In spite of the fact that all leading members of the Theosophical Society in Slovenia were members of the Esoteric School new disagreements and tensions emerged in the Society, the source of which came once again from Istria where an initiative that an “interplay of circumstances in Koper and Ljubljana most probably indicates an act in the past which lacks an epilogue” was prevailing. Work of the Vice-President was estimated as desertion and her group of members dissolved. The majority of these members left the Society and the total number of members felt to the figure of 58. Once again there emerged problems with the library and books lending.

More and more active Lodge in Koper organized in September 1994 the Summer School in Hrvatini with four lecturers from abroad and with the motto: “Theosophy - the Inner Transformation of Man”. The Society continued also with reach publishing activity and published The Key to Theosophy by H. P. Blavatsky and The Chakras by C. W. Leadbeater and gave impulse to the beginning of the theosophical work in Maribor.

With the democratic changes in Slovenia and the adoption of new Societies Act a possibility was opened to conform to larger extend the Rules of the Theosophical Society in Slovenia with those of the Theosophical Society. At the Annual Assembly in 1994 a Commission was nominated for that purpose but it never held any meeting. Therefore the translation of the Rules and Regulations of the Theosophical Society and a commentary on their essential characteristics and a proposal of new Rules was prepared on the basis of private initiative of the President (Regional Secretary) of the Society. This translation was intended to be included into the brochure, along with the translation of I. K. Taimni’s book Principles of Theosophical Work and translation of E. Bratina’s monograph Theosophy and the Theosophical Society, which should be delivered to all members, so that they would be better informed with the Society’s basic documents and principles. But the Executive Committee of the Theosophical Society in Slovenia didn’t considered and supported this proposal. It seems that the reason was that already mentioned initiative which materialized itself at the meeting of the Executive Committee, on June 24th 1995, on the eve prior to the Annual Assembly, when this body accepted new By-Laws of the Society, which included the change of the Society’s name and symbol, and the nomination of the Head of the Esoteric School for the new President of the Society as proposed by this initiative. The Annual Assembly confirmed these changes without any discussion and elected nominated candidates.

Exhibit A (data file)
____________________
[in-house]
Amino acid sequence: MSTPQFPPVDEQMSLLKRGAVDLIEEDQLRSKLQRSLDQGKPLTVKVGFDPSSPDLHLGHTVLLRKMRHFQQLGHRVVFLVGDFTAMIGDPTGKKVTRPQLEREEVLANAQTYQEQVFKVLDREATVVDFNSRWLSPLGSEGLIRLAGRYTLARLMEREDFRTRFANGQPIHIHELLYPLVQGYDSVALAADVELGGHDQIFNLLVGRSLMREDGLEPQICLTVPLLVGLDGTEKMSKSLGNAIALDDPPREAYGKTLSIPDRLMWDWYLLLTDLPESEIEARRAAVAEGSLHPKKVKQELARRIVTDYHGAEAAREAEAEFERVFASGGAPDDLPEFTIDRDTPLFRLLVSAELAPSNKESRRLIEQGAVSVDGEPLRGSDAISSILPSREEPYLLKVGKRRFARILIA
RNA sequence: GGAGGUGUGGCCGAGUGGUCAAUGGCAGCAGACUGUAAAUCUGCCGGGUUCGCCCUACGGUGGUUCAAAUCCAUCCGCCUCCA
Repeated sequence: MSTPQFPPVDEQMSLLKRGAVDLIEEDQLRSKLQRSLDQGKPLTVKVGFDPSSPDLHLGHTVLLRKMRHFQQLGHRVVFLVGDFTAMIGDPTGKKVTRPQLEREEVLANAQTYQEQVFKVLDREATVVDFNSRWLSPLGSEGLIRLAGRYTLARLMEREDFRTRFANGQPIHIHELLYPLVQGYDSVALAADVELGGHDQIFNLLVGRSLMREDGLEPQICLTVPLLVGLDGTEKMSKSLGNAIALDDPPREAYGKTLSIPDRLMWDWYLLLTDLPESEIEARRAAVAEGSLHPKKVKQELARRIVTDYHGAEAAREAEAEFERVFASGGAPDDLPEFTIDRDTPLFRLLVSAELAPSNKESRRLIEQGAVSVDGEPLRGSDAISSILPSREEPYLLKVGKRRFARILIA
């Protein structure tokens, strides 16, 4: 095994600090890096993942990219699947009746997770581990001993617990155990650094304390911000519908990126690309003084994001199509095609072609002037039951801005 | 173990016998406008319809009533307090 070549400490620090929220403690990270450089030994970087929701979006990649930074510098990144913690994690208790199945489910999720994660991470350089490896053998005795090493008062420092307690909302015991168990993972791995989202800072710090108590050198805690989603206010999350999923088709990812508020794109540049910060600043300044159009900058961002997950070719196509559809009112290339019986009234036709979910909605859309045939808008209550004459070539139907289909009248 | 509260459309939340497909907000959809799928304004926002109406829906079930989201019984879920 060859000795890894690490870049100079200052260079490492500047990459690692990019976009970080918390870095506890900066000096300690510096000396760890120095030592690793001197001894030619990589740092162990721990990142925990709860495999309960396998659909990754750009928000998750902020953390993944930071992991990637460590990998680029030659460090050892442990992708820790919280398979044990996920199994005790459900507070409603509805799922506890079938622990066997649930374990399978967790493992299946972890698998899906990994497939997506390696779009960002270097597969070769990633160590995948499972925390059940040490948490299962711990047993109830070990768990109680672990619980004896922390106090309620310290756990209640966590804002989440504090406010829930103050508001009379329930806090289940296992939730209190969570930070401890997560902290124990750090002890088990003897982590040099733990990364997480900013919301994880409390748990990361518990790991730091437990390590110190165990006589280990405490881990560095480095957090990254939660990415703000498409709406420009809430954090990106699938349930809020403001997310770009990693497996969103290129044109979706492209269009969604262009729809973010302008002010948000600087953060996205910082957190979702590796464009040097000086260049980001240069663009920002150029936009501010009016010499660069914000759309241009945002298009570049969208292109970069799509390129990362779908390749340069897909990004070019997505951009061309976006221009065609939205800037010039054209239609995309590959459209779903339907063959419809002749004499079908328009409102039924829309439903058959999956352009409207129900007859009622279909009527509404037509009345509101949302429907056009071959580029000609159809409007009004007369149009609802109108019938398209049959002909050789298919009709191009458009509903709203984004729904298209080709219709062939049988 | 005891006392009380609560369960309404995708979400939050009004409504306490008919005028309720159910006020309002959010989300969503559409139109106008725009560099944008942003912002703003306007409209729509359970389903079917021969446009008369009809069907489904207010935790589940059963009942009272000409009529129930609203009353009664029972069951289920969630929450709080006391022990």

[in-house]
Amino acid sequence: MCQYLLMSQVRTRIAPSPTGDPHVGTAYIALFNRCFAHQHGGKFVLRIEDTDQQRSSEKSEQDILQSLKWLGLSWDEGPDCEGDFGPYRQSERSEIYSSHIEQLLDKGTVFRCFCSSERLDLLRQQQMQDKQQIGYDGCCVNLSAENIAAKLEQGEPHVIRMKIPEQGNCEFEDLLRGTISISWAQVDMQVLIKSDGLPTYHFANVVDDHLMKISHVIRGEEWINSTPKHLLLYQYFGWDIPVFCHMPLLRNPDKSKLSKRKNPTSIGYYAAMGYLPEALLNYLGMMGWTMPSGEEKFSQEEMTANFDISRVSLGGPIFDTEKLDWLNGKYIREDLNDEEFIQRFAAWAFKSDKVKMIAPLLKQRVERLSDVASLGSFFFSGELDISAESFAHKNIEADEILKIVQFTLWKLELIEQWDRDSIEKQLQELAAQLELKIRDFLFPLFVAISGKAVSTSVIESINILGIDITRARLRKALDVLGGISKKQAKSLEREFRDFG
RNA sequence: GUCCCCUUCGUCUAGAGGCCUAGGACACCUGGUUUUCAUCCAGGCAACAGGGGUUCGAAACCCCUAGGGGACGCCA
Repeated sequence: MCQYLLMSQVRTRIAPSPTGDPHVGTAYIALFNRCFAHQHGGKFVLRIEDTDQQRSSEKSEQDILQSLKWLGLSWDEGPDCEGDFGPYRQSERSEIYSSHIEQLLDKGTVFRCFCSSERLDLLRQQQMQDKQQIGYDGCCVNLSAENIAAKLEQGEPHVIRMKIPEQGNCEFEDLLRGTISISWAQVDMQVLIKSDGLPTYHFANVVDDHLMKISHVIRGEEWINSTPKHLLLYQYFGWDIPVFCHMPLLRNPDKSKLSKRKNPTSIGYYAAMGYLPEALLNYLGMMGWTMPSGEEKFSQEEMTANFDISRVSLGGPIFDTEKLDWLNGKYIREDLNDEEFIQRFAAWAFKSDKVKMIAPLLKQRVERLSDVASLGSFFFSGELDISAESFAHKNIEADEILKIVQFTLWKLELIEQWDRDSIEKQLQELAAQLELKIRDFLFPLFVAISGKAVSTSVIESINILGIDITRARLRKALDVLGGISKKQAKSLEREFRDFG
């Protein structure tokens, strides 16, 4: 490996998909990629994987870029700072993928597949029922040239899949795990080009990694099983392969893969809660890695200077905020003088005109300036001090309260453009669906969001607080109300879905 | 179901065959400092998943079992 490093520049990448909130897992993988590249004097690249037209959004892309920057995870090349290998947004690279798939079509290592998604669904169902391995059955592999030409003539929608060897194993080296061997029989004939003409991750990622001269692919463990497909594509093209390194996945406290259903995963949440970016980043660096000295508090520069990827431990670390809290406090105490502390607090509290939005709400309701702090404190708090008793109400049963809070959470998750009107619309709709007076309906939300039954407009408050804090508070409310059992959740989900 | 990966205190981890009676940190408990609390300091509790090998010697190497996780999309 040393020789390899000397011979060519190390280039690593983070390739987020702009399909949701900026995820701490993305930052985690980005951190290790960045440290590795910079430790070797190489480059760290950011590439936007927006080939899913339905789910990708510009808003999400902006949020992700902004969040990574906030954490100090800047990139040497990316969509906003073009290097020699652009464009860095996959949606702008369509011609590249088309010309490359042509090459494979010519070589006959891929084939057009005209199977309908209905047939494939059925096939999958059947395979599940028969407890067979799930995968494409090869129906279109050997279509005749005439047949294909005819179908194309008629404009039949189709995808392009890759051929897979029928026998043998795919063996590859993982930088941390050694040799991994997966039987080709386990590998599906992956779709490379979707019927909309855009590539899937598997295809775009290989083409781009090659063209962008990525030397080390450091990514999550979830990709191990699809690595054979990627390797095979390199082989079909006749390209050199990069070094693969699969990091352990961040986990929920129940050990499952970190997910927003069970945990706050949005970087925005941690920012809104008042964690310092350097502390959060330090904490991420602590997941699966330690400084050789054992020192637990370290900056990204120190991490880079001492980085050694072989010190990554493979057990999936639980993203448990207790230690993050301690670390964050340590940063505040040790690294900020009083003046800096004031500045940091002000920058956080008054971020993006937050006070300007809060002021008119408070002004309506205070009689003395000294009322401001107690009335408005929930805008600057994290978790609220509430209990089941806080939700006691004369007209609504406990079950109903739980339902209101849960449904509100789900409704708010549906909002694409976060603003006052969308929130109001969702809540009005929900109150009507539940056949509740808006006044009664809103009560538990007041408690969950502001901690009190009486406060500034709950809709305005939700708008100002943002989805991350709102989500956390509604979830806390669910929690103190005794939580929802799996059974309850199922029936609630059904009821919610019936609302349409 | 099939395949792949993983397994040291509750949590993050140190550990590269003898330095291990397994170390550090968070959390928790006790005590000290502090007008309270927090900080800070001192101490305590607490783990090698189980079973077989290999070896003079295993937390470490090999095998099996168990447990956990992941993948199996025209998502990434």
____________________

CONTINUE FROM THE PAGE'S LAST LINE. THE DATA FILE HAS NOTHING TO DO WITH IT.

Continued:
In the next year, 1996, the Society was forced, because of inappropriate proceedings and extremely deficient By-Laws, to rename itself once again into the Theosophical Society in Slovenia. It is now this Society which is authorized and responsible for successive reports on its functioning.

Epilogue: It is interesting that all the anomalies in the management of the Society which were indicated in the EFTS Vice-Chairman’s Report on the Inquiry in the Theosophical Society in SFR Yugoslavia in 1983 are still present in the Society which considers itself the heir of the theosophical tradition in our country. I am deeply convinced that this is the case, not because the leading officers are purposely usurping their position, but because each individual member of the Society is refusing her/his right and duty to act as the protector of rules, proceedings and principles which defines the Theosophical Society as a democratic organization and the beginning of Universal Brotherhood.


This is twelvth in the series of articles which tend to represent the history of the theosophical movement in Slovenia and former Yugoslavia. It is based on the presently available data and will be regularly updated with new recognitions where they come in our view. Therefore, readers are kindly asked to constructively collaborate in this representation with particulars known to them and which will further elucidate the history of the theosophical movement in Slovenia and former Yugoslavia.

Anton Rozman

Last update: January 2009